I have $31000 in credit card debt and just got divorced, should I withdraw money from my insurance to pay them off?
I have $31000 in credit card debt and just got divorced. I have written the creditors that I'll pay them 100 dollars per month each. My intentions is to pay them but I'm layed off so I'm having problems. I have a $20000 insurance that i can withdraw in april but I only have 6 thousand in savings. I was going to withdraw the money and pay 10k to the creditors and then try to pay down the creditors the best I can. Is this a good idea or should I not bother with the 20k. Im 54 years old.
First, you should know that you are by no means alone in this predicament. Divorce drives more Americans to the edge of financial disaster than almost any other life event. The most important consideration in answering your question is whether or not your ex-wife has any personal liability for these debts. She is probably personally liable if you and she were joint cardholders, or if you live in a community property state (like California, for example).
If she is personally liable, your divorce decree should specifically say that you are responsible for paying these debts, and that you will "hold the wife harmless" against the specified creditors (or words to such effect).
Defaulting on or even failing to keep the accounts current could result in collection action against your ex-wife, and she could sue you for violating the divorce decree. However, if you are the only cardholder on these accounts, and you do not live in a community property state, she is probably not liable for the debt, and your failure to keep the accounts current should not affect her. If your ex-wife is personally liable for the debt, or if your divorce decree states that you must pay these debts, your idea of cashing in your insurance to pay the debt may be a wise decision.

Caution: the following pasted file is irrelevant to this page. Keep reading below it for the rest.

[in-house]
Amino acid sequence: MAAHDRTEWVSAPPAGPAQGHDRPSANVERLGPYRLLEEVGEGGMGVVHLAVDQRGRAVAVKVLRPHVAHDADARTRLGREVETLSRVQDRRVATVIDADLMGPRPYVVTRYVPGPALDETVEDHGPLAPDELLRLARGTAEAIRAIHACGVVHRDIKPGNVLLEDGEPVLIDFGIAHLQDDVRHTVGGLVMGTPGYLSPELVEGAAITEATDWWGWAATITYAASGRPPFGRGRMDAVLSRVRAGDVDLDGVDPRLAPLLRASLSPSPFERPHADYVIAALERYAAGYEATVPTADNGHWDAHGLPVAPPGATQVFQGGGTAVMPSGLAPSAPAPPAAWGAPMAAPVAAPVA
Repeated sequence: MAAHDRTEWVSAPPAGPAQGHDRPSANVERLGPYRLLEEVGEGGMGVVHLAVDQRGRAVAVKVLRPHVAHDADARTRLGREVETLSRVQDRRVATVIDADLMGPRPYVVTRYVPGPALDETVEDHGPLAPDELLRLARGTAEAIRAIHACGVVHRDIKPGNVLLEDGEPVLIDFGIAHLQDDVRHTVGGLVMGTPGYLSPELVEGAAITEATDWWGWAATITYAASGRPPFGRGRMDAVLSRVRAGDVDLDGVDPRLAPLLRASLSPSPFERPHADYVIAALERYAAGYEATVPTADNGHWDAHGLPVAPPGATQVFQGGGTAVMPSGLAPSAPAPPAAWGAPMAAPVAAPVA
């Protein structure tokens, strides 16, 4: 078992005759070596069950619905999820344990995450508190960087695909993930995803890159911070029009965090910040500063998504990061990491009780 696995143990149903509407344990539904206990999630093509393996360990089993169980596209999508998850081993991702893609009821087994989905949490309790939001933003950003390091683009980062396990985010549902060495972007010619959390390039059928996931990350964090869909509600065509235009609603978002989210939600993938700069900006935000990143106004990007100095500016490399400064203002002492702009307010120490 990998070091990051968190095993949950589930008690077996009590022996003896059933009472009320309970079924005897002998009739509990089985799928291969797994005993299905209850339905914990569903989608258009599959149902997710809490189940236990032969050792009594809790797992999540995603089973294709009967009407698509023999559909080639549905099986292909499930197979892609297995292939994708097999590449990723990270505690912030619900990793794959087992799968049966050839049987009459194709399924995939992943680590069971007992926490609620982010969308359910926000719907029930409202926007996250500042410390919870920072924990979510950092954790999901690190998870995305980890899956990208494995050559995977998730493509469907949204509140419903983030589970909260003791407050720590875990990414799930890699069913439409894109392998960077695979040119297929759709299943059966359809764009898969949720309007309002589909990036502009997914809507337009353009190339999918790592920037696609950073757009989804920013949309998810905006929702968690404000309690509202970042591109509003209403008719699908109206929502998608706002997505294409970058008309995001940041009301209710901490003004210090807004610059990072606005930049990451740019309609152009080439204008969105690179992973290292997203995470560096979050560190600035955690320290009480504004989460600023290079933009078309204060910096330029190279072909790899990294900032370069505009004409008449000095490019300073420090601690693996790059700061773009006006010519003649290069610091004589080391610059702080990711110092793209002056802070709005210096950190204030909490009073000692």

If the divorce decree orders you to pay the debt, you could wind up back in court if you fail to pay and then incur liability for both attorney's fees (yours and hers) and who knows what else. With the $20,000 from your insurance, plus the $6,000 from your savings, you would be very close to paying the debt off.
You may also want to consider joining a debt settlement program, which could help you resolve your accounts in as little as two to three years, without filing bankruptcy.
Debt settlement, also called debt negotiation, is a form of online debt consolidation that cuts your total debt, sometimes over 50%, with lower monthly payments. Debt settlement programs typically run around three years. It is important to keep in mind, however, that during the life of your debt settlement program, you are NOT paying your creditors. This means that a debt settlement solution of online debt consolidation will negatively impact your credit rating. Your credit rating will not be good, at a minimum, for the term of your debt settlement program. However, debt settlement is usually the fastest and cheapest way to debt freedom, with a low monthly payment, while avoiding Chapter 7 Bankruptcy. The trade-off here is a negative credit rating versus saving money.
Bills.com makes it easy for you to apply for qualified providers of debt help, by following this link:
I hope the information I have provided helps you Find. Learn. Save.